Hidden Treasures of the East
Exploring the true meaning of yoga’s gifts to the West - The Tree of Life
The Tree of Life is a universal symbol that carries significant meaning in spiritual philosophy. Nowadays, you will find this symbol is a popular talisman or worn as jewellery. Yet its symbolism and meaning goes much deeper, rooted in ancient times.
Weaving through folklore, the Celts believed trees were guardians of the land acting as a doorway to the spirit world. Trees became spiritual symbols representing harmony and balance. Egyptians believed that the tree was the place where life and death were enclosed.
In Hinduism, the Eternal Banyan Tree (Akshaya Vata) is located on the banks of the sacred holy rivers of Yamuna. Once it reaches adulthood, the branches droop back down towards the soil and begin to resemble the trunk. Hindus and Buddhists describe this unique behaviour as a symbol of the great ‘cosmic dance’, originating in the universal truth and then returning back to it. It is under this tree that Buddha meditated and became enlightened. Legend says that the Bodi tree at Gaya is a manifestation of its energy.
The deeper we delve into the history of the world, its people, cultures and traditions, the Tree of Life symbolises that we are all just one extended family.
Connection, Strength: The tree is a symbol of growth, strength and interconnectedness of all life on the planet. With beauty and diversity, we are all leaves on the same tree. Roots ground deeply into the soil, while the branches extend into the sky, receiving nourishment from Mother Earth, the sun and the moon.They stand tall and weather the toughest of storms. As they grow, it represents how we grow stronger, richer with knowledge and experiences.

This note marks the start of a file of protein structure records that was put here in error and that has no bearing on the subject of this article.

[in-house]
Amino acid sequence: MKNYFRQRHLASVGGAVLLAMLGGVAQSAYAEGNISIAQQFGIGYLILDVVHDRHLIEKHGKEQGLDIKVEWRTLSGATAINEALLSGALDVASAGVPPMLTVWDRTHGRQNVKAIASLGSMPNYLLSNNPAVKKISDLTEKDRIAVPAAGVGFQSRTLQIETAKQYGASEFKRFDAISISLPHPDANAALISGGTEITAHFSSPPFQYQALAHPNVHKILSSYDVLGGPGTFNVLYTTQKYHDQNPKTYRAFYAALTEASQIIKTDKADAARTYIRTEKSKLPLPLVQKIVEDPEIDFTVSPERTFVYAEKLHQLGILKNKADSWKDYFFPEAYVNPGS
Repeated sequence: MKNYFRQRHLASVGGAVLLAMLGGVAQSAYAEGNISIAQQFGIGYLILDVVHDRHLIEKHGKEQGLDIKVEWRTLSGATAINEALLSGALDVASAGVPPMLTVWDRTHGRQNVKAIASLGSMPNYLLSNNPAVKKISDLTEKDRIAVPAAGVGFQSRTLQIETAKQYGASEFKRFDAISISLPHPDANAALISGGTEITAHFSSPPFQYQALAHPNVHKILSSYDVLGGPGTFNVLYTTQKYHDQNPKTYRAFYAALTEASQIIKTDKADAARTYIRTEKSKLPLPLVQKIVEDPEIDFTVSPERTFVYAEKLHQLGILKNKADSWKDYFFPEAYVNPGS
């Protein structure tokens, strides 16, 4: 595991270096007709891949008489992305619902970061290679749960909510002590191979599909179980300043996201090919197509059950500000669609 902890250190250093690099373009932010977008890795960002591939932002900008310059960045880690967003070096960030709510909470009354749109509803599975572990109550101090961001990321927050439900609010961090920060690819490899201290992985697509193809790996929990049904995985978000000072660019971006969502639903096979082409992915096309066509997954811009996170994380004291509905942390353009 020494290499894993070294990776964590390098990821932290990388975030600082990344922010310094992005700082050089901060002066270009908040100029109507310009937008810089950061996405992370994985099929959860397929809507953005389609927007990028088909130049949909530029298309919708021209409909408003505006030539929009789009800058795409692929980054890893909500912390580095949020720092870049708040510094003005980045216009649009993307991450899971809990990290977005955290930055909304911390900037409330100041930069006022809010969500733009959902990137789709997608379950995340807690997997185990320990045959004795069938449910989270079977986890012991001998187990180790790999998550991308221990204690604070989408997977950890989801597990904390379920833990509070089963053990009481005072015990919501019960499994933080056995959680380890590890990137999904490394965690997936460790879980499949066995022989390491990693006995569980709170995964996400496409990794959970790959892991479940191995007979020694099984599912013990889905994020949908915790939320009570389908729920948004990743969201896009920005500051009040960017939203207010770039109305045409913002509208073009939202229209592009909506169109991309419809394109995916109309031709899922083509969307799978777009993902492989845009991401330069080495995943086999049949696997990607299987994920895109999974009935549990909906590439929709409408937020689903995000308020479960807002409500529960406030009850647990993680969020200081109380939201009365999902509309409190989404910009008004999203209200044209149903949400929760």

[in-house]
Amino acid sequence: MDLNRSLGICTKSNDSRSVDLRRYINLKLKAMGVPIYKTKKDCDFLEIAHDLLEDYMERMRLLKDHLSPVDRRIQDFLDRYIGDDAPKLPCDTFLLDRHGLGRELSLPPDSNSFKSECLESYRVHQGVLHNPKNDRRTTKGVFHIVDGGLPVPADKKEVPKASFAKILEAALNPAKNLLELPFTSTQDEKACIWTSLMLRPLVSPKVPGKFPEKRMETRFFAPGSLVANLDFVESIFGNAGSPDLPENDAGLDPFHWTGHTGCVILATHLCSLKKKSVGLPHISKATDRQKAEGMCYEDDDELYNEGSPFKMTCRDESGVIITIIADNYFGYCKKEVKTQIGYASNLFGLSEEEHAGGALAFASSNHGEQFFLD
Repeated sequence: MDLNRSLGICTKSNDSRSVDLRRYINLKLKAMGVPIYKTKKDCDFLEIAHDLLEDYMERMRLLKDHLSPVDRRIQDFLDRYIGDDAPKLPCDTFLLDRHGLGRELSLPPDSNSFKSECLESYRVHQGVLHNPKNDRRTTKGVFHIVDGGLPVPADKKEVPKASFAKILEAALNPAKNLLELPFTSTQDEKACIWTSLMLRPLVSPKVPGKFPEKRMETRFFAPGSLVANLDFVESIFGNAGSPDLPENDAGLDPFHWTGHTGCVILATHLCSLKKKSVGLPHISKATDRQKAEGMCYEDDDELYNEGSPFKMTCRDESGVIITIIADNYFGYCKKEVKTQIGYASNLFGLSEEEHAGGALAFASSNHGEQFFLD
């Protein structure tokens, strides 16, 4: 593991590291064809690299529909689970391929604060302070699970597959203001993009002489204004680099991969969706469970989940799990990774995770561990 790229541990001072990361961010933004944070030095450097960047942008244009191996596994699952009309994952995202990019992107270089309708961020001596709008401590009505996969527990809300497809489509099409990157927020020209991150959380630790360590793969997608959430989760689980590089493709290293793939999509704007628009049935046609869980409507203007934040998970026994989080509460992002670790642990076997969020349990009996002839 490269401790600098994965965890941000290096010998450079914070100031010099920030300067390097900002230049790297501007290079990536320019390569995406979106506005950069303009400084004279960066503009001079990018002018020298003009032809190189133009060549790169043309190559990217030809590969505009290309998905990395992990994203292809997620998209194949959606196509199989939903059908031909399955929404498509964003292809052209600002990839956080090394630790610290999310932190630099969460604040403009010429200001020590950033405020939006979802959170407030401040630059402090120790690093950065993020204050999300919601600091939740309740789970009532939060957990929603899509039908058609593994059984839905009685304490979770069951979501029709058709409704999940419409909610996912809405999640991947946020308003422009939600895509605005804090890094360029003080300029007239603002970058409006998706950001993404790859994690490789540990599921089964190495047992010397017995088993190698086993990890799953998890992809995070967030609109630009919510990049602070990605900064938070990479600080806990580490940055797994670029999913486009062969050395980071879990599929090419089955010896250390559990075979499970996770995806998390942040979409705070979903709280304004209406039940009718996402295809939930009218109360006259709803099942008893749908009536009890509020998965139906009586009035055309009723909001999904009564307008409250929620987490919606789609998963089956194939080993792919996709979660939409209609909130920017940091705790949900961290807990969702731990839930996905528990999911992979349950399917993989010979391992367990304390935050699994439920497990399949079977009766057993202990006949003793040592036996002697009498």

Fertility: As a symbol of immortality and eternal life, through its intricate network of branches showing us continuity like the generations of a family.
Individuality: We are not alone, but deeply connected to the world around us. Yet we are also unique and beautiful and as a tree is battered by the forces of nature, we too weather hardships that make us into who we are today.
Immortality: As a symbol of rebirth, shedding their leaves in Autumn, hibernating in winter growing new leaves in spring, flowers bloom and full of life in summer – the beginning of new life.
The elements and yoga
The Tree of Life is intimately connected to Earth (nourishes the roots), Water (feeds the vital essence of the roots, trunk, branches, leaves, flowers and fruit), Fire (powerful rays of the sun and the glow of moonlight) and Air (provides prana for essential life force). All communicate and combine their forces to create the life-giving power to the Tree of Life.
As we stand tall in Vriksasana (tree pose), with strength and stability, we root down to the earth before we grow, stretching our arms above like branches, reaching for the nectar of consciousness.
By Sonal Thakrar (kleem.co.uk)